@Richard @RB Richard I disagree with you about the solvency of USS in the long term. This is a hideously complicated area and involves many assumptions and some guess work. The actuarial valuations are set out and you can challenge the assumptions and recalculate. The ones that really matter are longevity, contribution, real returns on investment and salary progression; the rest is actuarial arithmetic. If you can show clearly how reasonable different assumptions here get us a solvent long term scheme with same deal as now you should do so. The current cash surplus is neither here nor there. I do not see any reason to believe the actuarial assumptions are hugely flawed so I accept USS is bust long term. Predictably there is some shroud waving from the boss class that distorts what we should do about it. @RB for me the problem with individual DC is what happens if you retire on the day the market is a historic low? Since you cannot a priori know the market years away, some form of pooling of risk (temporal averaging) should create an insurance type scheme that smooths out chance effects (ie winners who retire the day market hits an all time high get less and those who retire at all time lows get more). I think the BBC CRB scheme is quite a good model. By restricting the temporal averaging to a rolling seven year window, then long term shifts in returns can be gradually introduced.
@JIM_STA. Well, pensions reform means that you no longer have to buy an annuity (and under certain circumstances, that's been true for a number of years). However, the whole edifice of pensions is suspect - the tax advantages are overwhelmingly for the higher-paid; in fact, there is no tax advantage for those who pay basic rate tax both in employment and retirement. And there is a huge rake-off by financial services. For DC schemes that has been repeatedly exposed. For DB schemes there is no way of knowing. I'm tending to the opinion that pensions either have to be payg state schemes, where political necessity will balance pensions with taxation, or alternatively self-directed private savings.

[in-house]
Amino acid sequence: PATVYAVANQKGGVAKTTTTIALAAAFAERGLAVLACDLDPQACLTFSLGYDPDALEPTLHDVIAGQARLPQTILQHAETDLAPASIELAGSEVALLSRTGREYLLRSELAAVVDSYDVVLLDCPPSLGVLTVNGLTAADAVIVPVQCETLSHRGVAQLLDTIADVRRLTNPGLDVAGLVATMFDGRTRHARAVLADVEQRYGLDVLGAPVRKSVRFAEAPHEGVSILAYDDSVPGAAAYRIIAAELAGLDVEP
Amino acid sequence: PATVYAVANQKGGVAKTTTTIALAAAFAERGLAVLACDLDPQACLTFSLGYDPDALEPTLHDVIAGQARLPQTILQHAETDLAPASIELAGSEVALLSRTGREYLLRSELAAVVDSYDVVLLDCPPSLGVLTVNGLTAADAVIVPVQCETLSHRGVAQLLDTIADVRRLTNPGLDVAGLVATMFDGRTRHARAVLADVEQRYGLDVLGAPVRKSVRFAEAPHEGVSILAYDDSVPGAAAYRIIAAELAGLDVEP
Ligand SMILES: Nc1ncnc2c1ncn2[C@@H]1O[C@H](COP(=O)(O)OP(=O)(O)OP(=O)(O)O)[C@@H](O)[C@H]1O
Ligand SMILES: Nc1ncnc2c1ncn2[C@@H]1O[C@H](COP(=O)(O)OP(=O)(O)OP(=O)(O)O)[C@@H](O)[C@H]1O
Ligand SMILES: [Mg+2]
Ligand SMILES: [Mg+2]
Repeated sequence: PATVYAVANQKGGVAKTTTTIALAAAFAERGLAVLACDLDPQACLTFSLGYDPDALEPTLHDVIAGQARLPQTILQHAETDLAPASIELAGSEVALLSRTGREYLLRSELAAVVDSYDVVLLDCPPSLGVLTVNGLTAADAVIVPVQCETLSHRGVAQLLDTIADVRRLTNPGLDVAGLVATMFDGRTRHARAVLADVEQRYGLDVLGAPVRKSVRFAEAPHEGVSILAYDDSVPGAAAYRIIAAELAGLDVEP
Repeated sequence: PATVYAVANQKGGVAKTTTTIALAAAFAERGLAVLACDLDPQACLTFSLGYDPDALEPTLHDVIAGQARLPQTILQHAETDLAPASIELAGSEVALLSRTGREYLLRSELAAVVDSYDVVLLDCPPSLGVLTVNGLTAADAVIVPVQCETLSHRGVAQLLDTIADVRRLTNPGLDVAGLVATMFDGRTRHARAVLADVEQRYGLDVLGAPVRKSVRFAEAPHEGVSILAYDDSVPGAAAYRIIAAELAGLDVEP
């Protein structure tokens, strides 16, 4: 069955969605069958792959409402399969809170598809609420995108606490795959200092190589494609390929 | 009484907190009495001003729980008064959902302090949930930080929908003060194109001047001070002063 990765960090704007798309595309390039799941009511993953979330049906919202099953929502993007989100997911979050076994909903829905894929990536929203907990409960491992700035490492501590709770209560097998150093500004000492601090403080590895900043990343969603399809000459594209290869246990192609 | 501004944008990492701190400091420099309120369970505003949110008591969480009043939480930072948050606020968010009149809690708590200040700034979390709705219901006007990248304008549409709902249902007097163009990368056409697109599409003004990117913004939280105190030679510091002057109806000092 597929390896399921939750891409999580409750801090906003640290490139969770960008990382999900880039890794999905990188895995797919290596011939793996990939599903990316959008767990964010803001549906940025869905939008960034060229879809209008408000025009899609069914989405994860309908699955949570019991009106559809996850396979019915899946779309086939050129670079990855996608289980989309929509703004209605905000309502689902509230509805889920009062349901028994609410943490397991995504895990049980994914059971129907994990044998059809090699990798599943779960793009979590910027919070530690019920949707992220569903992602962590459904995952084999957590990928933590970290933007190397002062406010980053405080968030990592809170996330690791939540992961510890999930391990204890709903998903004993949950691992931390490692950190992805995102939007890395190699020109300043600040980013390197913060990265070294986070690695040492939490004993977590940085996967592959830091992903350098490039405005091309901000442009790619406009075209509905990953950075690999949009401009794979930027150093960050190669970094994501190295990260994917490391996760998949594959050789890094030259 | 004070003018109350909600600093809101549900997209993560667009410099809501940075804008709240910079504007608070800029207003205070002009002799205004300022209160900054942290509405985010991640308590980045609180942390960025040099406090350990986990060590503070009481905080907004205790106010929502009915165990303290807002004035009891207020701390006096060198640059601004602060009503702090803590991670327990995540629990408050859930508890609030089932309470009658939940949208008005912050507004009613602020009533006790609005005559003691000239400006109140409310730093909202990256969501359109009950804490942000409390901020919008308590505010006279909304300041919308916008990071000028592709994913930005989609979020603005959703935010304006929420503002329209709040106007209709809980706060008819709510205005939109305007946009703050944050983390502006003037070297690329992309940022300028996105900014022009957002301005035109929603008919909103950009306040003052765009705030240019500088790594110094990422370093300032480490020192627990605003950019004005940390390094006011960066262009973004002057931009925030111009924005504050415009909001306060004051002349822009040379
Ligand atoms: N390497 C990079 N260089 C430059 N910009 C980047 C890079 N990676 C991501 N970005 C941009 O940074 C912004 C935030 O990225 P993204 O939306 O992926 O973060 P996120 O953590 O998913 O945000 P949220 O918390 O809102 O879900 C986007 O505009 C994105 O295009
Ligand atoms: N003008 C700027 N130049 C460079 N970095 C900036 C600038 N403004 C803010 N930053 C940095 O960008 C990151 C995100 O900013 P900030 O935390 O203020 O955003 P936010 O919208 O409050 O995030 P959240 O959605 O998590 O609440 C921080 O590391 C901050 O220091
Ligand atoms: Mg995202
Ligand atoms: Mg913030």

@RB? I agree about the tax thing, its a huge transfer of wealth from lower paid. Many members of UCU are higher tax payers, they have hugely benefitted and the employer contribution is not taxed. I also agree the financial pension industry is a parasite. There has been incompetence and slack management at USS for years and the whole beat the market is a con. However I disagree that DC is right for everyone, for the better paid delaying annuity by relying on savings or taking drawdown for five years till the market recovers and self directed investment is an option, maybe not such good options for less well paid (who lack savings or have enough of a pot to make drawdown work). As to the PAYG schemes, they are indeed on their face reasonable for stable employment numbers. However, they do rely on the politicians not doing you over if push comes to shove in the future. What a choice, rely on bankers or politicians
@JIM_STA. 'Twas I. As soon as you delegate the management of your savings to someone else, you're signing up for contributions to their yacht fund. That's why I favour direct control. Since the goods and services consumed by future pensioners are produced by those who are economically active at the time, politics will always play a part in how that is redistributed, through tax policy on earnings vs savings income vs capital, rights of ownership, etc. Perhaps the solution is to have a large and loving family??
I'm also quite amused by the ads at the right -- annuties and will-writing so far. Hope the next one's not a funeral director.